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The Money Source Inc. v. Paymap Inc.

United States District Court, S.D. Alabama, Southern Division

October 29, 2018

THE MONEY SOURCE INC., Plaintiff,
v.
PAYMAP, INC., Defendant.

          ORDER

          WILLIAM H. STEELE UNITED STATES DISTRICT JUDGE.

         This matter comes before the Court on defendant's Motion to Dismiss First Amended Complaint (doc. 30). The Motion has been briefed and is now ripe.

         I. Relevant Background.

         This litigation is a spin-off case from another action filed in this District Court, styled Anastasia P. Diehl v. The Money Source Inc., et al., Civil Action 17-0125-TM-B (the “Diehl Action”). In the Diehl Action, the plaintiff, Anastasia Diehl, asserted various claims against her loan servicer, The Money Source Inc. (“TMS”), relating to the misapplication of certain payments she made on her residential mortgage. In particular, Diehl alleges that TMS violated the Real Estate Settlement Procedures Act, 12 U.S.C. §§ 2601 et seq., by failing to conduct a reasonable investigation when Diehl brought these errors to its attention; that TMS breached the mortgage agreement by misapplying a payment in August 2016; that TMS wrongfully invaded her privacy by threatening loss of her home, making harassing collection calls, and contacting her ex-husband about the alleged default; and that TMS violated the Fair Credit Reporting Act, 15 U.S.C. §§ 1681 et seq., by failing to conduct a reasonable investigation of Diehl's dispute of its reporting of false and derogatory credit information. The Diehl Action remains pending at this time, with pretrial and trial deadlines having been continued to facilitate ongoing mediation efforts.

         In this related action, TMS brings various claims against Paymap, Inc., based on Paymap's role in allegedly collecting and misrouting Diehl's payments. The well-pleaded factual allegations of the First Amended Complaint include the following:[1] (i) Paymap collected Diehl's monthly mortgage payments for August 2015 - January 2016 and April 2016, and misrouted them to an entity called LoanCare, rather than to TMS, which had taken over the servicing of Diehl's loan from LoanCare beginning in August 2015; (ii) through such misrouting, Paymap caused the delinquency of Diehl's loan; (iii) the misrouting of Diehl's payments breached Paymap's October 2011 agreement with LoanCare, which agreement set forth Paymap's responsibilities to ensure that payments were routed to the proper loan servicer / transferee; and (iv) Paymap's actions have harmed TMS by damaging its customer / servicer relationship with Diehl, and causing TMS to accrue legal fees and costs to defend itself in the Diehl Action. (Doc. 27, ¶¶ 2-5, 25-27, 30.)

         On the strength of these allegations, among others, TMS asserts causes of action against Paymap for breach of contract / third-party beneficiary (Count One), negligence (Count Two), wantonness (Count Three), money had and received (Count Four), failure to indemnify (Count Five) and unjust enrichment (Count Six). Paymap now moves for dismissal of all claims and causes of action asserted by TMS pursuant to Rule 12(b)(6), Fed.R.Civ.P., for failure to state a claim on which relief can be granted.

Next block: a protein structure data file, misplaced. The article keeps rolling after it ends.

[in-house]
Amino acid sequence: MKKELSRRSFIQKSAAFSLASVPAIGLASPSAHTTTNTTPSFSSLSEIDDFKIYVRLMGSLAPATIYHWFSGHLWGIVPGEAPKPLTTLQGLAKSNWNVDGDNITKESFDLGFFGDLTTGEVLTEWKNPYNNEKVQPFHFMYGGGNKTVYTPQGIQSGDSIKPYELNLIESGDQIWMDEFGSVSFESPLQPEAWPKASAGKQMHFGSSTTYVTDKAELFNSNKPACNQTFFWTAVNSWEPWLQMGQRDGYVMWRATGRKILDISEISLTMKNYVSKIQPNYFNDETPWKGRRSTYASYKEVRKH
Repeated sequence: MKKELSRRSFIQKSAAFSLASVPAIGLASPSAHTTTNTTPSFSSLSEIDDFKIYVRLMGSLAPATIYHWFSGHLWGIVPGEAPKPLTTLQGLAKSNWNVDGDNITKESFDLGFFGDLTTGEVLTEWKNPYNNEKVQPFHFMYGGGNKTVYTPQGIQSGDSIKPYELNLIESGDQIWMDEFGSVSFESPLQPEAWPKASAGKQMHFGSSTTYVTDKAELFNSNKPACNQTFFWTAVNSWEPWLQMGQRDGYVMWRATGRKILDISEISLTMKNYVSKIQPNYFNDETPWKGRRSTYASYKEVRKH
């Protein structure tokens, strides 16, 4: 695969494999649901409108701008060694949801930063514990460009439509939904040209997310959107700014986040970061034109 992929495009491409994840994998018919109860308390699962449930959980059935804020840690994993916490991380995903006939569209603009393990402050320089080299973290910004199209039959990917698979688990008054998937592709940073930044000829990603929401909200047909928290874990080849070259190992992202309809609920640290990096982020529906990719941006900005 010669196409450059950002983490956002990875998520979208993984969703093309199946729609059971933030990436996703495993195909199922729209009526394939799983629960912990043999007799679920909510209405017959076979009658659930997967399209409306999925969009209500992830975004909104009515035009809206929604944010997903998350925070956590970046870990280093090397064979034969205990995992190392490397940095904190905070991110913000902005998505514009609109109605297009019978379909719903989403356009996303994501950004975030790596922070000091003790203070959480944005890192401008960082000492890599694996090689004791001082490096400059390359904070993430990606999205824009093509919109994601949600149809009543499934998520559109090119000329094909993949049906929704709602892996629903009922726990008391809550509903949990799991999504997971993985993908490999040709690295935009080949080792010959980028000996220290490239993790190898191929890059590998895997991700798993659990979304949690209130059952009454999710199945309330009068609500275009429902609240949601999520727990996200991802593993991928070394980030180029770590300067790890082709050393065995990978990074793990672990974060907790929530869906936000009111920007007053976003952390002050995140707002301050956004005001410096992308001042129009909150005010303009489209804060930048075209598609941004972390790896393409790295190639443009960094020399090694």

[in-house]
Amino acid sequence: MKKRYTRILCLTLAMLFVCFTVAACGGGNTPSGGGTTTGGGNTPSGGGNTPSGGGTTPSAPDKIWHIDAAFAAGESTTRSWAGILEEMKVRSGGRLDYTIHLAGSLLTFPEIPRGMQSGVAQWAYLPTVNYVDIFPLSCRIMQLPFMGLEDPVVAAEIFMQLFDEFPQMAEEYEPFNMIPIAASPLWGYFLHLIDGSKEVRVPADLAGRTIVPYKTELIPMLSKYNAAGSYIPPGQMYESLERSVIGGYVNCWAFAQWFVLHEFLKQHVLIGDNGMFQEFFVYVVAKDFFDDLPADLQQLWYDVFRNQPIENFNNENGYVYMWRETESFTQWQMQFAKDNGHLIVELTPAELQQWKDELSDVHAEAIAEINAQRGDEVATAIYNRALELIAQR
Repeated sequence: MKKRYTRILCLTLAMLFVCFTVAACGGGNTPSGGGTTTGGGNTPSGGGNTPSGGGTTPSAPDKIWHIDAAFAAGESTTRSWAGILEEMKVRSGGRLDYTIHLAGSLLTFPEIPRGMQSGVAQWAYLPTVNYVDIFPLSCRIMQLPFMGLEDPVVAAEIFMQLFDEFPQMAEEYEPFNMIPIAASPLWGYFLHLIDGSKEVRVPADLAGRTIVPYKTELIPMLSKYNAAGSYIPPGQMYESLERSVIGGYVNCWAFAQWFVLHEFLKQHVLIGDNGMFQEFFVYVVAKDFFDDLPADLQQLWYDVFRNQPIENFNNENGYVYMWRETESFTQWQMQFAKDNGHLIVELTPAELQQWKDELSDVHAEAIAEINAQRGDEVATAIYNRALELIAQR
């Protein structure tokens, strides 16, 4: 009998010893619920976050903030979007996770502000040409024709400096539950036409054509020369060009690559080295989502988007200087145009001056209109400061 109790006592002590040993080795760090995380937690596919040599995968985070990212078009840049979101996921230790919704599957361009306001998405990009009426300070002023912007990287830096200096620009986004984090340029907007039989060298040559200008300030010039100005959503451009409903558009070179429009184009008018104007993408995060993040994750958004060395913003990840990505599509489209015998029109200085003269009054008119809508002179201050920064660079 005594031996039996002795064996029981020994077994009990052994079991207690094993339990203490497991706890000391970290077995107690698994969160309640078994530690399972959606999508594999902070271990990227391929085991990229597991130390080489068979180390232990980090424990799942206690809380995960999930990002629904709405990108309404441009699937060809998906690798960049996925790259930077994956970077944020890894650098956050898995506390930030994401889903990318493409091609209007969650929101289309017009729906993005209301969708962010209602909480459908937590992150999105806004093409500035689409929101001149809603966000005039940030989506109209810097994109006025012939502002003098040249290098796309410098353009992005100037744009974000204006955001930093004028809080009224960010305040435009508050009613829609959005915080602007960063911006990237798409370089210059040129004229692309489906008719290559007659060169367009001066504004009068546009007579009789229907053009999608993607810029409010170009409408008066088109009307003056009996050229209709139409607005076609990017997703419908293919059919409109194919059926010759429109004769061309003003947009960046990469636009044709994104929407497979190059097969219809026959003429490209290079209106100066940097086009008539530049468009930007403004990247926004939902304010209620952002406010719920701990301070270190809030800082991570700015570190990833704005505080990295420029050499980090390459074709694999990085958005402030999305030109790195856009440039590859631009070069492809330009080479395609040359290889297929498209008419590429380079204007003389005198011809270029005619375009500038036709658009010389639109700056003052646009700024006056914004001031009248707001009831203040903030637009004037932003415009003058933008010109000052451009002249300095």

II. Analysis.

         A. Governing Legal Standard.

         To withstand Rule 12(b)(6) scrutiny and satisfy the minimum pleading requirements prescribed by Rule 8(a), a plaintiff must plead “enough facts to state a claim to relief that is plausible on its face, ” so as to “nudge[] [its] claims across the line from conceivable to plausible.” Bell Atlantic Corp. v. Twombly, 550 U.S. 544, 570, 127 S.Ct. 1955, 167 L.Ed.2d 929 (2007). “A claim has facial plausibility when the plaintiff pleads factual content that allows the court to draw the reasonable inference that the defendant is liable for the misconduct alleged.” Ashcroft v. Iqbal, 556 U.S. 662, 678, 129 S.Ct. 1937, 173 L.Ed.2d 868 (2009) (citation omitted). “This necessarily requires that a plaintiff include factual allegations for each essential element of his or her claim.” GeorgiaCarry.Org, Inc. v. Georgia, 687 F.3d 1244, 1254 (11th Cir. 2012). Thus, minimum pleading standards “require[] more than labels and conclusions, and a formulaic recitation of the elements of a cause of action will not do.” Twombly, 550 U.S. at 555. As the Eleventh Circuit has explained, Twombly / Iqbal principles demand that a complaint's allegations be “enough to raise a right to relief above the speculative level.” Speaker v. U.S. Dep't of Health and Human Services Centers for Disease Control and Prevention, 623 F.3d 1371, 1380 (11th Cir. 2010) (citations omitted). “To survive a 12(b)(6) motion to dismiss, the complaint does not need detailed factual allegations, … but must give the defendant fair notice of what the plaintiff's claim is and the grounds upon which it rests.” Randall v. Scott, 610 F.3d 701, 705 (11th Cir. 2010) (citations and internal quotation marks omitted). The allegations must “state a claim for relief that is plausible - and not merely possible - on its face.” Almanza v. United Airlines, Inc., 851 F.3d 1060, 1066 (11th Cir. 2017).